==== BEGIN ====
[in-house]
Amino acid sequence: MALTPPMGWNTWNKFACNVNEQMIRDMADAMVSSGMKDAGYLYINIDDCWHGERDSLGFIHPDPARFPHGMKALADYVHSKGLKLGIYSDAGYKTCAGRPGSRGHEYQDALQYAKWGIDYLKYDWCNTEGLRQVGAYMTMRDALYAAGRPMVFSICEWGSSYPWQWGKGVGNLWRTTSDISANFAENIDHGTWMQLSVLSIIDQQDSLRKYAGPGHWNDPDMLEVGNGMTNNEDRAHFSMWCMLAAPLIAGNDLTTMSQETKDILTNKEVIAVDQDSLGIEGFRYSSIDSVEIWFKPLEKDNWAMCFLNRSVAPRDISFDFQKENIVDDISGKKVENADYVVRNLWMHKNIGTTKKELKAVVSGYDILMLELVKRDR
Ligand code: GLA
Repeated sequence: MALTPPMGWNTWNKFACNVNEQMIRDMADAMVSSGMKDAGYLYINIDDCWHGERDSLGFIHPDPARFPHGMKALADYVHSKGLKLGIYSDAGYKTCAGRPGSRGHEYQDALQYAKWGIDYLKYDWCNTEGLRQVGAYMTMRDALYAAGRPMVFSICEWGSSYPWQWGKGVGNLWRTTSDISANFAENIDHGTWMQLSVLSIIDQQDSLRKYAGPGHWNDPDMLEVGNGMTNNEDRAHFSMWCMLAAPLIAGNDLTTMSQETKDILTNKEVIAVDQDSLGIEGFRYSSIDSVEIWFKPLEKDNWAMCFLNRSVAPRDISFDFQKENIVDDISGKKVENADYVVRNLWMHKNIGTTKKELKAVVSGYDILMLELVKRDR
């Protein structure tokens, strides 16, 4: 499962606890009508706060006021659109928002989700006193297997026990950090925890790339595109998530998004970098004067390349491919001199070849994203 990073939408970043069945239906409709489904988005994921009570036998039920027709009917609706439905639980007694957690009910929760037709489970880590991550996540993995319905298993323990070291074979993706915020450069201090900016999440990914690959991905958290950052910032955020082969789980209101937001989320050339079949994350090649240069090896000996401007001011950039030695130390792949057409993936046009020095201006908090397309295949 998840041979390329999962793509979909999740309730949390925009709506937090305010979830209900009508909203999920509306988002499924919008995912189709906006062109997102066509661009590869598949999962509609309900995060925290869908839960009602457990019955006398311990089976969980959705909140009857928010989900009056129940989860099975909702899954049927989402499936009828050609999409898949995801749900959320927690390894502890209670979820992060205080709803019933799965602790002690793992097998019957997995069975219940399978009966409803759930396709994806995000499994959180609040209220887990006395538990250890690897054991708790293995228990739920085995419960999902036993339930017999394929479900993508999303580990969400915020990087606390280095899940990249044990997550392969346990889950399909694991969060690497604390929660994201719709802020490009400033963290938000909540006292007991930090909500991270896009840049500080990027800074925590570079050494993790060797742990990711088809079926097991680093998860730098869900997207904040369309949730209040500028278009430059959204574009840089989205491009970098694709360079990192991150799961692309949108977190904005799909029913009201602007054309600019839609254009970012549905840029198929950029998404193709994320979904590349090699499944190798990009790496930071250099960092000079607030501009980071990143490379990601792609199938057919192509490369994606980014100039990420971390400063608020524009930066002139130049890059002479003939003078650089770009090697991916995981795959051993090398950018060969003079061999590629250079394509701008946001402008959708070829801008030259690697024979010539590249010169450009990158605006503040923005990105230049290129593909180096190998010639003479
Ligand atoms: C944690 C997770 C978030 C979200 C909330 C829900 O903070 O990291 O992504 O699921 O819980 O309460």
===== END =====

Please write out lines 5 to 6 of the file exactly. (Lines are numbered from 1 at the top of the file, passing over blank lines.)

């Protein structure tokens, strides 16, 4: 499962606890009508706060006021659109928002989700006193297997026990950090925890790339595109998530998004970098004067390349491919001199070849994203 990073939408970043069945239906409709489904988005994921009570036998039920027709009917609706439905639980007694957690009910929760037709489970880590991550996540993995319905298993323990070291074979993706915020450069201090900016999440990914690959991905958290950052910032955020082969789980209101937001989320050339079949994350090649240069090896000996401007001011950039030695130390792949057409993936046009020095201006908090397309295949 998840041979390329999962793509979909999740309730949390925009709506937090305010979830209900009508909203999920509306988002499924919008995912189709906006062109997102066509661009590869598949999962509609309900995060925290869908839960009602457990019955006398311990089976969980959705909140009857928010989900009056129940989860099975909702899954049927989402499936009828050609999409898949995801749900959320927690390894502890209670979820992060205080709803019933799965602790002690793992097998019957997995069975219940399978009966409803759930396709994806995000499994959180609040209220887990006395538990250890690897054991708790293995228990739920085995419960999902036993339930017999394929479900993508999303580990969400915020990087606390280095899940990249044990997550392969346990889950399909694991969060690497604390929660994201719709802020490009400033963290938000909540006292007991930090909500991270896009840049500080990027800074925590570079050494993790060797742990990711088809079926097991680093998860730098869900997207904040369309949730209040500028278009430059959204574009840089989205491009970098694709360079990192991150799961692309949108977190904005799909029913009201602007054309600019839609254009970012549905840029198929950029998404193709994320979904590349090699499944190798990009790496930071250099960092000079607030501009980071990143490379990601792609199938057919192509490369994606980014100039990420971390400063608020524009930066002139130049890059002479003939003078650089770009090697991916995981795959051993090398950018060969003079061999590629250079394509701008946001402008959708070829801008030259690697024979010539590249010169450009990158605006503040923005990105230049290129593909180096190998010639003479
Ligand atoms: C944690 C997770 C978030 C979200 C909330 C829900 O903070 O990291 O992504 O699921 O819980 O309460």